Beit Midrash

  • Torah Portion and Tanach
  • Vayikra
To dedicate this lesson

Are There No Offerings Today?


Rabbi Stewart Weiss

Nissan 2 5780
This Shabbat, we begin Sefer Vayikra. Of course, we know that this entire book is all about the many offerings brought in the Mishkan - and later in the Bet HaMikdash - as well as the special rules that apply to all Kohanim, past and present.

But when the Bet HaMikdash was destroyed, the Korbanot stopped. No Chatat or Asham sin-offerings, no Tamid daily offering, no Korban Pesach. Yes, some say the Korban Toda, the Thanks-offering, is still represented by the Birkat Ha-Gomel, recited after a life-threatening experience. But the vast amounts of Korbanot have ceased; nothing nada, gurnisht.

But is that really so?

The ultimate purpose of the offerings was to come closer to Hashem; that is why "Korbanot" is connected to "karov - close." When a person gave of his hard-earned money to buy the offering - be it animal or vegetable, often used to feed or support the Kohanim who administered the service - he was making a statement: "I want to give something of mine to show Hashem that I care; I care about my behavior, and the mistakes I may have made; I care about the holidays; I care about the community at large. I am not an island unto myself; I have responsibilities, I want to give something back in return for this life you have granted me."

Friends, there has never been a better time to bring offerings than right now, in the midst of this frightening, even paralyzing time in which we find ourselves. So many opportunities are right in front of us, unique ways to bring our own personal Korban in the sight of Hashem:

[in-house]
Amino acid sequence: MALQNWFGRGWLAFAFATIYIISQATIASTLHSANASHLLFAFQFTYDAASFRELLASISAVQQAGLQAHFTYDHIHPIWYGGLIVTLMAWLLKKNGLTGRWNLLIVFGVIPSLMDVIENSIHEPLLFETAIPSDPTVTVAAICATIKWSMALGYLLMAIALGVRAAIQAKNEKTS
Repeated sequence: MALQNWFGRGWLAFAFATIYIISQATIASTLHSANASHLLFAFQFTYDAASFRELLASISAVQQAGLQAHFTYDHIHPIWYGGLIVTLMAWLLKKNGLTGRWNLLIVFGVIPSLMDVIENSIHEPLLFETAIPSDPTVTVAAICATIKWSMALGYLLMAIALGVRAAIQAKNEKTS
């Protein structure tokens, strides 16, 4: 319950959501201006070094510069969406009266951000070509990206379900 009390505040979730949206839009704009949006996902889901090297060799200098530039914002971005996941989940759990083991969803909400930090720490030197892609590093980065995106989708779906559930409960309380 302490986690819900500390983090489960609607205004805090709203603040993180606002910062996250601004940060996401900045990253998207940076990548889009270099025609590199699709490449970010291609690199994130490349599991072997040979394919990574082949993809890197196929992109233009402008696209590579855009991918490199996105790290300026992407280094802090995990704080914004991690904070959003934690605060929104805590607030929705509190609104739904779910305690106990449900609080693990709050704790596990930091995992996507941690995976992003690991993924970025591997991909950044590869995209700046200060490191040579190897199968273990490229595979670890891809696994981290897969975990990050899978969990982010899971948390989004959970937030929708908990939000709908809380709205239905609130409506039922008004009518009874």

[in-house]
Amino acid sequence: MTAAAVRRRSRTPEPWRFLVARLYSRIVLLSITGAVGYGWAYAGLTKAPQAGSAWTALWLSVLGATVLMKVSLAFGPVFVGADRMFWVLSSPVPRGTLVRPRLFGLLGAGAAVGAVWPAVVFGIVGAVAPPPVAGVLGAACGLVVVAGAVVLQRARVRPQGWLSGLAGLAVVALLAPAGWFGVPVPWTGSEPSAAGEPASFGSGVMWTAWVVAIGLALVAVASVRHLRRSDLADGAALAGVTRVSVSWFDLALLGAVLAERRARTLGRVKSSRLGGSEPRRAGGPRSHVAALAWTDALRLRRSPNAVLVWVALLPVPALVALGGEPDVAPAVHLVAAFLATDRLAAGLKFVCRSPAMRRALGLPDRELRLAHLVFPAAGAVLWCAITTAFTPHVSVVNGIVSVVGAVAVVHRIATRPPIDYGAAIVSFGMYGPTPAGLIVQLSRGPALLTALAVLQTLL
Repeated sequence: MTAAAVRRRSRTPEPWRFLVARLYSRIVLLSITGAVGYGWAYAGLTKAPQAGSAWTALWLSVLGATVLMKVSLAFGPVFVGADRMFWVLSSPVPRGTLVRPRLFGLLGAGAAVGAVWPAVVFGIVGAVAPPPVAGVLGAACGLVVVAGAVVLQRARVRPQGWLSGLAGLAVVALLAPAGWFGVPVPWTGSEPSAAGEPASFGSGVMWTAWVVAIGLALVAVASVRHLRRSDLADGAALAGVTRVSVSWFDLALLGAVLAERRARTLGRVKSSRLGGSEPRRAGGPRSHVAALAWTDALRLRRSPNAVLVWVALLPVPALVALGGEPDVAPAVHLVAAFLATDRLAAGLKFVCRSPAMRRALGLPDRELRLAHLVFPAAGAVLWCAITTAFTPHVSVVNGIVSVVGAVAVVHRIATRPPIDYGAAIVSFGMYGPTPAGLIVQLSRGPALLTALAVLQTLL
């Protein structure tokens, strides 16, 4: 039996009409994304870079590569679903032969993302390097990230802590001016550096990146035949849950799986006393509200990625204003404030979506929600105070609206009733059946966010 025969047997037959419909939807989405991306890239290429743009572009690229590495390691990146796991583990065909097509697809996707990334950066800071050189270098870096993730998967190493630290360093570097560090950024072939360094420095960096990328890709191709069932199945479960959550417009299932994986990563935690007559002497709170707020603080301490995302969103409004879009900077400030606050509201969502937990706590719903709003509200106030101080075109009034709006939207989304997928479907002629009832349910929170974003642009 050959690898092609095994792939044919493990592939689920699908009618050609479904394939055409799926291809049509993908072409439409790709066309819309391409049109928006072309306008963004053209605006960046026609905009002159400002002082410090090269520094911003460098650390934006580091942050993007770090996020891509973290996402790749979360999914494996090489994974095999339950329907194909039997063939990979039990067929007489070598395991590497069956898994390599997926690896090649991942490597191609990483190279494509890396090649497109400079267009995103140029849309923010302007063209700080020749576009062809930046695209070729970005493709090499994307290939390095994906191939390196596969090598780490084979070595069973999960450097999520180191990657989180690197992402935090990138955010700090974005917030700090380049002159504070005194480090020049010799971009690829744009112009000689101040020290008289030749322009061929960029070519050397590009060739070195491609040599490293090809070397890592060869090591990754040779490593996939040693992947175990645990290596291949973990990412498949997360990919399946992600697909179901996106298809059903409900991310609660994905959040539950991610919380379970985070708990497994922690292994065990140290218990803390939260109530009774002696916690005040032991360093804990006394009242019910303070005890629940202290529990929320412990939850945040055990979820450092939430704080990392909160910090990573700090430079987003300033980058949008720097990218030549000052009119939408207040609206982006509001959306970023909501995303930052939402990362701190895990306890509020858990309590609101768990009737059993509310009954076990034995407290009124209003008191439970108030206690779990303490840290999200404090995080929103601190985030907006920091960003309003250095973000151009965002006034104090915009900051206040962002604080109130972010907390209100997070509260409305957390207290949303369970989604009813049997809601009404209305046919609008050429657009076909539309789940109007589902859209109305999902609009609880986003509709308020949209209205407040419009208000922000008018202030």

- Offer your tefilot, and pray hard, as if your life depended upon it; - Call a friend, who may be suddenly be unemployed, and offer your sympathy and empathy; - E-mail someone who is scared - as most of us are - and offer hope that it will be all right; - Order take-away food for a neighbor from a certified restaurant and have it delivered to their door. - Offer apologies to someone you may have wronged, or neglected; if this crisis teaches us anything, it is that our existence is unpredictable and time is a tyrant;

Suddenly, all of life has become one gigantic Mizbeyach, an altar upon which we can bring offerings of every kind. Surely these are every bit as effective as those in Biblical days. And who knows - as Hashem watches these offerings being brought in abundance, He will not only end this pandemic, but usher in a new era of health and safety and brotherhood for all. And that is surely a Bet HaMikdash - a "Holy House" - of its own.
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